Talking to the Formula AllCode robot using the Raspberry Pi

Raspberry pi andrei article

The Formula AllCode robotics course is great for makers to test their skills and capabilities or for introducing learners to programming and robotics in a fun and motivating way. The robot is compatible with hardware from Raspberry Pi to Android to iPhone, Windows PC’s, MAC and more.

This tutorial guides you through the process of setting up a Raspberry Pi with a USB Bluetooth dongle so it can communicate with AllCode. Once the set-up is complete, we’ll be able to send simple commands to toggle LED’s, receive information from sensors, just to show some of the functionalities of the Formula AllCode.

The Formula AllCode is currently a Kickstarter campaign. Back it today by clicking here.

Setting up Bluetooth Connection

We’ll assume you’re running Raspbian on your Pi and that your USB dongle it’s already plugged into one of the ports. Open the command line terminal and type in the following command:


Check if your dongle is recognised (something like): Cambridge Silicon Radio, Ltd Bluetooth Dongle (HCI mode)

If your Pi sees the dongle, then update your operating system and install the Bluetooth support package.

sudo apt-get update
sudo apt-get install bluetooth bluez-utils blueman

Find the name of your Bluetooth dongle (“hci0” in our case):


Make sure that Formla AllCode is powered and scan for Bluetooth devices:

hcitool scan 


This will return the MAC address of the AllCode in the form of: xx:xx:xx:xx:xx:xx, in our case: 00:BA:55:56:BB:3A. Run the following command to pair with the robot:

sudo bluez-simple-agent hci# xx:xx:xx:xx:xx:xx

xx:xx:xx:xx:xx:xx is the MAC address of your robot (in our case: 00:BA:55:56:BB:3A) and hci0 where # is the number of your device. If you’re asked for pin number, enter 1234. Example command for us:

sudo bluez-simple-agent hci0 00:BA:55:56:BB:3A

The last step is to edit the configuration file rfcomm.conf, where a permanent connection will be established. Open the file:

sudo nano /etc/bluetooth/rfcomm.conf

Add the following lines at the end of the file (where xx:xx:xx:xx:xx:xx is the MAC address of your robot):

rfcomm1 {
bind yes;
device xx:xx:xx:xx:xx:xx;
channel 1;
comment “serial Bluetooth connection”;}

Save file and install pySerial library:

sudo apt-get install python-serial

Check if the settings are fine by trying to connect with the AllCode, type the following command:

sudo rfcomm connect 0 xx:xx:xx:xx:xx:xx:xx

xx:xx:xx:xx:xx:xx is the MAC address of your robot, in our case the command is: sudo rfcomm connect 0 00:BA:55:56:BB:3A and if they connect you should see:

Check connection

For setting up the Bluetooth connection we followed the instructions on the link below, in case of any issues please visit the website:

How to program AllCode over Bluetooth:

Now we have configured our Bluetooth module, and our RPi and AllCode are talking, we can start to send commands. In this next section we will explain a few commands, and provide 3 example programs for you to try out yourself (download link Formula_AllCode_examples).

Formula AllCode is pre-programmed with a full API (Application Programming Interface) that listens to commands through Bluetooth which allows the user with any type of remote Bluetooth enabled device to control the sensors/ actuators of the robot.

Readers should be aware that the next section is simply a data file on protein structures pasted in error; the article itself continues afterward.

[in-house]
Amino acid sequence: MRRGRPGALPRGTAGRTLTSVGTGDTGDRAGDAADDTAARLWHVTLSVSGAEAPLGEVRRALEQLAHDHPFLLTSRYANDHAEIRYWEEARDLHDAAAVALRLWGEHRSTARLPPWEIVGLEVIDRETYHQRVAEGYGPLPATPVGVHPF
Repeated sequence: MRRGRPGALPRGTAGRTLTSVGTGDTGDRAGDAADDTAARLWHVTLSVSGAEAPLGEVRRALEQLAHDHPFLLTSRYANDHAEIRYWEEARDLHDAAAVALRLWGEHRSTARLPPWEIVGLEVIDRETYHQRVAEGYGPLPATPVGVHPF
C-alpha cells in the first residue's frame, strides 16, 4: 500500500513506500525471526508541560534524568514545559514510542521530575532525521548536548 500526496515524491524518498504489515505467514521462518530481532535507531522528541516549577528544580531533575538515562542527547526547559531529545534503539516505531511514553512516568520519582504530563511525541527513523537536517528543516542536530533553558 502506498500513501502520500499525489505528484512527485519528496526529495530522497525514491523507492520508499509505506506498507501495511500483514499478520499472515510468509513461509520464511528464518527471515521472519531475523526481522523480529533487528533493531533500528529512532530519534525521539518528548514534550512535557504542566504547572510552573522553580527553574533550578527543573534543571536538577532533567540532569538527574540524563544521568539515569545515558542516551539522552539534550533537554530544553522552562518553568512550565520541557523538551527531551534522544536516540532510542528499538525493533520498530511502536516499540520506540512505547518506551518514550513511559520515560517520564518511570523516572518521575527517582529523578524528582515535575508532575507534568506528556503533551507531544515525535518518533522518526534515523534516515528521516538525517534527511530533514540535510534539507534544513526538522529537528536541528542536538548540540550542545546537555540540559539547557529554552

Example 1:“” . A very simple and easy to understand script, Pi waits for a input from keyboard to light one of the LED’s at the front of the Formula AllCode. If the user presses a number from 0 – 7 then the corresponding LED is lighten up otherwise any other number pressed turns all LED’s OFF. A simple command of three bytes 0, 1, X (X is the number from 0 – 7 representing the LED’s) turns the corresponding LED’s ON and command 0,0,0 turns all LED’s OFF.

Example 2:“” . AllCode has 8 proximity sensor placed around the robot so it can check for objects in any direction. Same as the LED script, this one waits for input from user (a number from 0 – 7), sends the command to the AllCode for the corresponding sensor, AllCode reads the sensor and replies with the value to the Pi, this process will be done constantly every quarter of a second. Again a three byte command 0, 6, X is sent (X is the number from 0 – 7 representing the proximity sensors) and AllCode knows that it needs to reply with the value of the sensor.

Example 3: “Toy_car” . The Pi sends commands to drive the motors of AllCode depending on key pressed by user. The _Getch and _GetchUnix classes are implemented in the script so the user doesn’t have to press Enter in order to input a character, making it easier to control the AllCode as you would control a toy car remotely or in a game. If the user presses ‘w’ then AllCode goes forward, ‘a’ it spins left, ‘s’ it goes backwards, ‘d’ it spins right, ‘q’ exists the script and any other character just stops the robot (or sets motors speed to 0) but doesn’t exit the script. The commands sent to the robot are of 6 bytes 0,6, direction_left_motor, power_left_motor, direction_right_motor, power_right_motor. Direction byte is 0 for forward, 255 for backwards and power is in the range 0 to 99. For example if the user presses ‘w’ then the Pi will send: 0,6,0,95,0,95 (using power of 95).

Except listening for direct commands, AllCode can be re-programmed over Bluetooth to become autonomously, being able to do some amazing projects, like line-following, maze solving, etc. The firmware can be re-programmed via about anything including Flowcode, LabVIEW, MATLAB, Python and AppBuilder.

The Formula AllCode is currently a Kickstarter campaign from Matrix TSL. Back it today by clicking here.

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